•  Secondly, dozens of results cards expand to give detailed data on those sub-results as they branch out and relate to the primary keyword.
  •  Subtopic volume indicates how many searches this phrase gets. Difficulty level gives you an idea of ​​how difficult it is to rank (essentially, whether this is worth blogging about). The higher the number, the harder it will be to get eyes on your content. Topic Efficiency is a metric on whether or not this is a direct keyword to answer the users’ questions based on search intent.
  •  Headlines show the primary ranking results you’ll be competing against (which you can then use with the Organic Research tool discussed below).
  •  Finally, we now have Questions. These are actual questions that searchers type in and need answers to. You want to blog about content that answers these questions directly, efficiently, and using formats that Google likes to add as Rank 0 cards.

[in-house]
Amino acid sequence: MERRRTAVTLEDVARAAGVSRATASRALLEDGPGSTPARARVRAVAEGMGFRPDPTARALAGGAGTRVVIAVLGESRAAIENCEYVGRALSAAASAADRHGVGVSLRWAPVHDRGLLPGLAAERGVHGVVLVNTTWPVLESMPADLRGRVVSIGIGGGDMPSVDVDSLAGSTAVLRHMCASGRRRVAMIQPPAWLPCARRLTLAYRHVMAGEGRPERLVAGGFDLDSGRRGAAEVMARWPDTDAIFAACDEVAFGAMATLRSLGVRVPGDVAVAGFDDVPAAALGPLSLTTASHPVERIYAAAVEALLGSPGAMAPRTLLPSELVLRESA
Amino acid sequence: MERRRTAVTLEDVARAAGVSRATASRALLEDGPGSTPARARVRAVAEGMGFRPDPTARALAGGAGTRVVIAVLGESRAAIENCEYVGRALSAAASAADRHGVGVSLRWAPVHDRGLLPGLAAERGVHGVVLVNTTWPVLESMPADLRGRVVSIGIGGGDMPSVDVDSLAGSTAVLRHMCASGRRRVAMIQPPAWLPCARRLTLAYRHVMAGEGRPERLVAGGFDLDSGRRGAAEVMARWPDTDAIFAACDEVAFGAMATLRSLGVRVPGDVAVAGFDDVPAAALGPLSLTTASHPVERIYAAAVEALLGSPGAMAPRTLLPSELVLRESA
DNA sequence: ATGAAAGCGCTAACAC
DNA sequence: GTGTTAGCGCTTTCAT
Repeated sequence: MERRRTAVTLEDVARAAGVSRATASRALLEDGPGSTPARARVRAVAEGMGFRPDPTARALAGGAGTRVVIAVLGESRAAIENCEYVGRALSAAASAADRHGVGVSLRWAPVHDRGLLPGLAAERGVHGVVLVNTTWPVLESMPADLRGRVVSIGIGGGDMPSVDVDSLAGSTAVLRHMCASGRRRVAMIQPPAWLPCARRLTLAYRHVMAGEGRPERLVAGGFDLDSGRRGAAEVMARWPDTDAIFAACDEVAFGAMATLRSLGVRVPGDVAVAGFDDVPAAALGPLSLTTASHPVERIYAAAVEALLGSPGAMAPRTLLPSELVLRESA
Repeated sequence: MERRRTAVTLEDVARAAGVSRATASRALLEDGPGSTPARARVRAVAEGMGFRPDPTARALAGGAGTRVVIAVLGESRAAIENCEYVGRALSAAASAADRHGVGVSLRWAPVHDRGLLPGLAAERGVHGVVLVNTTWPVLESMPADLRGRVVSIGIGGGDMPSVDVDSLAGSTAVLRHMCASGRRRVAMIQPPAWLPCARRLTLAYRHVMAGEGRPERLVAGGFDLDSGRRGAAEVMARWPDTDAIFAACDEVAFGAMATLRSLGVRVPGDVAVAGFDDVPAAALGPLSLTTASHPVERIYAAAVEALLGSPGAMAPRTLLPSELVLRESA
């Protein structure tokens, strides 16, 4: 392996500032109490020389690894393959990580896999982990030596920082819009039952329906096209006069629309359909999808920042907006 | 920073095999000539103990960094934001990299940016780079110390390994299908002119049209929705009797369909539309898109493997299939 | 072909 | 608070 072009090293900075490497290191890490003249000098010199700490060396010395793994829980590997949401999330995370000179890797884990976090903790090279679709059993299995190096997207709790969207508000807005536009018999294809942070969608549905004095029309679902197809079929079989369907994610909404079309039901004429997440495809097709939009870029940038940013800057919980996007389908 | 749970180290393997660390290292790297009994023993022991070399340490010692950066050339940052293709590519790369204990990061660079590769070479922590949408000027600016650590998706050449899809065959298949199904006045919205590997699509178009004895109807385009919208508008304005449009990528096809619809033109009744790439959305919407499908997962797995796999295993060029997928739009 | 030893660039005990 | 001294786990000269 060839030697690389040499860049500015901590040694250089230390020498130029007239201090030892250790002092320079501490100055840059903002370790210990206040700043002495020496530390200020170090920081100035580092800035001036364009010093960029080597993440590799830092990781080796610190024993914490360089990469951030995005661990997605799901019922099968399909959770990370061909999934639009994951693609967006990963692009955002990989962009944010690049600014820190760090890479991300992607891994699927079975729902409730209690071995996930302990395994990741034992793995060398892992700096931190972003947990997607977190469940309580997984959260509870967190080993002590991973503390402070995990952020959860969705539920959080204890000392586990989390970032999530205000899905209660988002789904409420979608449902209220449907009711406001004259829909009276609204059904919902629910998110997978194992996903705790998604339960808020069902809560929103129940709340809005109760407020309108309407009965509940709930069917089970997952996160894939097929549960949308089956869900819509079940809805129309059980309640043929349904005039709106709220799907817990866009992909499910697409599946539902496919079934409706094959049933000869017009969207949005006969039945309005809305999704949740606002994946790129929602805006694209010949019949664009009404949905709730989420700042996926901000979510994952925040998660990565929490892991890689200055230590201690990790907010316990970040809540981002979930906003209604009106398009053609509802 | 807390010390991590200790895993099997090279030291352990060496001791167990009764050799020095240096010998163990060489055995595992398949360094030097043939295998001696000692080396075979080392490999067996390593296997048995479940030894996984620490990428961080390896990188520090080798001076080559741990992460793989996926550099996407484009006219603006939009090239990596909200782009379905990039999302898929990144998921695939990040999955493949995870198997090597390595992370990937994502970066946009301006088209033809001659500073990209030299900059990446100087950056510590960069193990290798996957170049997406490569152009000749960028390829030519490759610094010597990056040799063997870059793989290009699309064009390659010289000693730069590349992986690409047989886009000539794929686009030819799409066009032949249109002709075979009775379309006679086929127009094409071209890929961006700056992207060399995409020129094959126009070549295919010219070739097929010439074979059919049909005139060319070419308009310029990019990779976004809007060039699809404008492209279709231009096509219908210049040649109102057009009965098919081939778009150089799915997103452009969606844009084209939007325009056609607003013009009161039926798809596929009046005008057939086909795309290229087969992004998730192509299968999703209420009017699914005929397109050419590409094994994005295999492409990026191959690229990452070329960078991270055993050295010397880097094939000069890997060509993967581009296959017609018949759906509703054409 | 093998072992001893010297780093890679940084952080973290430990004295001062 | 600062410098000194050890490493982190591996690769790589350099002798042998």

If you go through multiple of these cards in SEMRush, you will need help finding what to blog about. You might have to think about it, but when you’re given very specific questions about this topic, finding some that you can answer with your expertise and experience is guaranteed.

Search For Content Organically

The last tool in your SEMRush toolbox is the Organic Research tool under Domain Analytics in the left-hand sidebar. Using this tool, You can look at the performance, keyword traffic, etc., of any URL (including subfolders and long-tails). So you can check the performance of any single article of a blog post that you want to rank against or to springboard off of as a reply or compliment, for example.

Again, there’s a lot of information to dig into here, but if you’re searching for the simplest way to find out what to blog about based on your competitors’ performance, the three boxes that should concern you are these.

Content Creator Performance Tutorial